Hospital Merger Creates New Opportunities to Listen and Learn
When a new hospital was created from the merger of two major hospitals on the outskirts of Toronto, the HR staff found themselves with an unprecedented task.
"We were experiencing a variety of changes due to restructuring and had an amalgamated management team," says Bonnie Harrow, Chief Human Resources Officer for Halton Healthcare Services (HHS). "So one of the first things we did was conduct an employee opinion survey to see what the staff needs were."
What employees wanted most were development opportunities. And when asked where that development should start, they resoundingly requested that it begin with management. "It was as if they were saying 'Take them out, dry clean them and then send them back,'" Harrow recalls.
A developmentally oriented 360-degree review process was the starting point for HHS's 110 managers. "We didn't want 360 to be linked to salary in any way, but rather to be experienced as a positive tool for raising awareness of how one is viewed in the workplace. It's a richer experience than the traditional top-down methods of review."
Harrow learned about the Panoramic Feedback 360 quite by accident. "One of our Senior Managers was undergoing a routine self assessment by the Institute of Chartered Accountants and I was asked to be a responder. I had put off responding until the last possible minute and was feeling pretty guilty."
Harrow had a PIN number to give her access to the Panoramic 360 system but the deadline for her response was only 15 minutes away and she had no idea how to use it. "When it took me just 10 minutes to do the review, I realized that it was a wonderful system and recommended that we buy it to use with all our staff."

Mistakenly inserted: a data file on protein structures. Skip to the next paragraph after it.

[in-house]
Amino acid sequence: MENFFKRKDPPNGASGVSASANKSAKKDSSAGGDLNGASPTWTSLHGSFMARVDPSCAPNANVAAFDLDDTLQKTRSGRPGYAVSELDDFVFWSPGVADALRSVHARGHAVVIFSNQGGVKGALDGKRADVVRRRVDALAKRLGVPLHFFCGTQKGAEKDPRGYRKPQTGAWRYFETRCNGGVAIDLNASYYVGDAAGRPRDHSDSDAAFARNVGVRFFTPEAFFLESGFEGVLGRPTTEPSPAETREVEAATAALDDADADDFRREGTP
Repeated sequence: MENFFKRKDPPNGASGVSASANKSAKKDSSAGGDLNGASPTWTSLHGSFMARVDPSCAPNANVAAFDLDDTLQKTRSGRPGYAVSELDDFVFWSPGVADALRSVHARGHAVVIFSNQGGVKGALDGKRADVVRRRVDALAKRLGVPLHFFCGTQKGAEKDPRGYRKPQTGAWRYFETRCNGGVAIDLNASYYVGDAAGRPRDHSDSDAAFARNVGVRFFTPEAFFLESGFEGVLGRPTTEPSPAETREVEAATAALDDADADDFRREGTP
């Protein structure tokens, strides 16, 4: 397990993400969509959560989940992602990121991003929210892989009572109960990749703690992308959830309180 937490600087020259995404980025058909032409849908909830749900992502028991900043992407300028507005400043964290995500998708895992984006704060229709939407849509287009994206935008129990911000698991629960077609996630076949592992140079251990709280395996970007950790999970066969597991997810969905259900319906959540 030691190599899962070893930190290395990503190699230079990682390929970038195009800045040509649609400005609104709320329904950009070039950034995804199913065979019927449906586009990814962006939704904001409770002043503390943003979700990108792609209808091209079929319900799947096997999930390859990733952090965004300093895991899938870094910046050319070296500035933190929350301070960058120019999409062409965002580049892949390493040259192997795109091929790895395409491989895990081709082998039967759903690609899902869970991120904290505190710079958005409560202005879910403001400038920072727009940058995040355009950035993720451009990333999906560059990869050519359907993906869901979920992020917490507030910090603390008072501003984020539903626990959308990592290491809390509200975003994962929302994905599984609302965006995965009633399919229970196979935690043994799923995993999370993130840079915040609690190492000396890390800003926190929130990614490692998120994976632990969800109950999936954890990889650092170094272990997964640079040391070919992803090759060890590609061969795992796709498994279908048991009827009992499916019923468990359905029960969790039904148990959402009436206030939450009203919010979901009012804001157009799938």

HHS hired an outside consultant to manage the 360 process. "I would highly recommend this approach if an organization is doing 360 for the first time," says Harrow, explaining that the in-house HR people are best to stay in the background. "People feel safe with an independent and neutral process," she says, adding that the Panoramic security protocols further enhance the comfort level of participants.
HHS managers were understandably apprehensive about having staff and peers review their performance. "But they were thrilled when the results came back," says Harrow. "The reports with the color-coded bar charts, along with verbatim comments, were clear to the participants—and many strengths were identified."
The 360 showed HHS that its managers were technically competent. The areas that needed work were team work and communication.
The consultant worked with managers individually, reviewing their reports and modeling a supportive style that they could use when providing assessment information to their staff.
Feedback from the first round of 360 with managers gave Harrow good information about how to improve the process for the next round. She decided to streamline the competencies and ask fewer questions.
"We are also making sure that our core values of respect, teamwork and communication are reflected in our questioning," she says. "It's no longer good enough to come to work on time and do your job correctly. We pay our people for team work, interpersonal skills and customer service."
HHS has one of the lowest job vacancy rates in its jurisdiction. "People want to work for us and they stay because we listen to them."
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